By Charles Duhigg
40% of actions people perform each day weren’t actually decisions but habits. When a habit is formed we no longer make a choice, the behavior is automatic
Pay attention to what your nighttime patterns are and what you automatically do when you get up. Understand your habits and it will change your life.
Habits emerge because the brain is constantly looking for ways to save effort. Left to its own devices the brain will make almost any routine into a habit.
Habits never really disappear. They are encoded into the structures of our brain and that is a huge advantage for us.
The problem is that your brain can’t tell the difference between a good and a bad habit, so a bad habit will always be lurking there unless you have the right cues and rewards for a good habit.
Rewards must be EMOTIONAL when it comes to exercise because you cannot change your body overnight. Hence the importance of a visual goal (the North Star).
- Physical reward: On a workout day, higher calories Immediate satisfaction of something sweet + the joy of eating big and feeling full. For example, so many times I have done a heavy workout just so I can EAT that day.
- Psychological victory: The importance of tracking your workouts, every lift will be a psychological victory as you increase 1 rep or weight each workout. Weekly weigh in’s and progress pics also offer great psychological reward
- Emotional payoff: This is the North Star principal. You must have feelings of pride and accomplishment to get you thru the low calorie days and for the long haul. One step closer to your goal.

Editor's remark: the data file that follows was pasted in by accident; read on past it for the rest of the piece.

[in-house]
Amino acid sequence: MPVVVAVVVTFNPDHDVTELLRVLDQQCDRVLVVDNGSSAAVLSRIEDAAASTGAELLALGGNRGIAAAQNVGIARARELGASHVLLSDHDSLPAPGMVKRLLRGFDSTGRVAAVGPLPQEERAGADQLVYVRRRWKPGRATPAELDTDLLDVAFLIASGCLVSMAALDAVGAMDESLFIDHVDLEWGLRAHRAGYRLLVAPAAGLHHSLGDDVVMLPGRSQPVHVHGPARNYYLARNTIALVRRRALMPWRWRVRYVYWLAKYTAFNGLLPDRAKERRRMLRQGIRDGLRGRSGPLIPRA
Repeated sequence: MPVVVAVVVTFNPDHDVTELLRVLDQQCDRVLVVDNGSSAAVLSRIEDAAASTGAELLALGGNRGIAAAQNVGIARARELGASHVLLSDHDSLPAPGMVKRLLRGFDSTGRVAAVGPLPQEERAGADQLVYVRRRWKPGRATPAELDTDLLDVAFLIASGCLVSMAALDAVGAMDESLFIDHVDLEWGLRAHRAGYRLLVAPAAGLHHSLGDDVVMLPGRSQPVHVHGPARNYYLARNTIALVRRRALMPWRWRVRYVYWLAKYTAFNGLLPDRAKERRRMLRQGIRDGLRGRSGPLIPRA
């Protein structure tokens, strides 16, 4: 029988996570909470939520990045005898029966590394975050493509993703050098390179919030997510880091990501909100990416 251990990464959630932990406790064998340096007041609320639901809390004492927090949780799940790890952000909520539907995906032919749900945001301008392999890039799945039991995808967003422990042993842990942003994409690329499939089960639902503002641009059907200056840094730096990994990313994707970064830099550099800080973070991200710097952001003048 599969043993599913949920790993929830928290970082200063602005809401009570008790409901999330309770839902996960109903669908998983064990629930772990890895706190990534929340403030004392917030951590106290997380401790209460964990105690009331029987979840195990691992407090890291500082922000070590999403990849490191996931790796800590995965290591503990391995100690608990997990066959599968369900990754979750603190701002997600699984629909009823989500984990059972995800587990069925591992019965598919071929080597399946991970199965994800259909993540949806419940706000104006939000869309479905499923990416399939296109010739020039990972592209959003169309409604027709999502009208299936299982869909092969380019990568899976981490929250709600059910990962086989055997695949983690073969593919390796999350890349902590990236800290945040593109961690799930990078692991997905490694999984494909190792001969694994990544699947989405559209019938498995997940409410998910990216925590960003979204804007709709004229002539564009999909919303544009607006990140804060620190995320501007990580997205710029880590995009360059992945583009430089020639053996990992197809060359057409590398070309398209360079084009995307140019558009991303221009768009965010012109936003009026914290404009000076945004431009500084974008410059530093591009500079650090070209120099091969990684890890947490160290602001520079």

Create a craving. A craving makes cues and rewards work. That craving is what powers the habit loop.
You must appreciate the reward. If you do not appreciate the reward then you will not be successful in forming the habit.
Most successful dieters envisioned a specific reward for sticking with their diet…something they chose carefully and really wanted. They focused on the craving for that reward when temptations arose, cultivated the craving into a mild obsession. And their craving for that reward, crowded out the temptation to drop the diet. The craving drove the habit loop. Cravings are what drive habits.
“Champions don’t do extraordinary things, they do ordinary things but they do them without thinking…” Tony Dungy
To change a habit, you must keep the old cue, and deliver the old reward, but insert a new routine. Almost any behavior can be changed in this way. Same cue, same reward, shift the routine. That is the RULE: You can change almost any behavior/habit by keeping the same cue, the same reward, but using a new routine.
Willpower isn’t just a skill. It’s a muscle. It gets tired as it works harder, so there is less power left over for other things. If you want to do something that requires willpower like working out, you have to conserve willpower during the day.
When you force yourself to go to the gym instead of having a cheat meal you are changing how you think. People get better at regulating their impulses and learn to distract themselves from temptations. Your brain helps you focus on your goal.
When people are asked to so something that takes self-control, if they think they are doing it for personal reasons, a choice or something they enjoy because it helps someone else, it is much less taxing,
Asia's latest investing trends and on-the-ground field research delivered directly to your inbox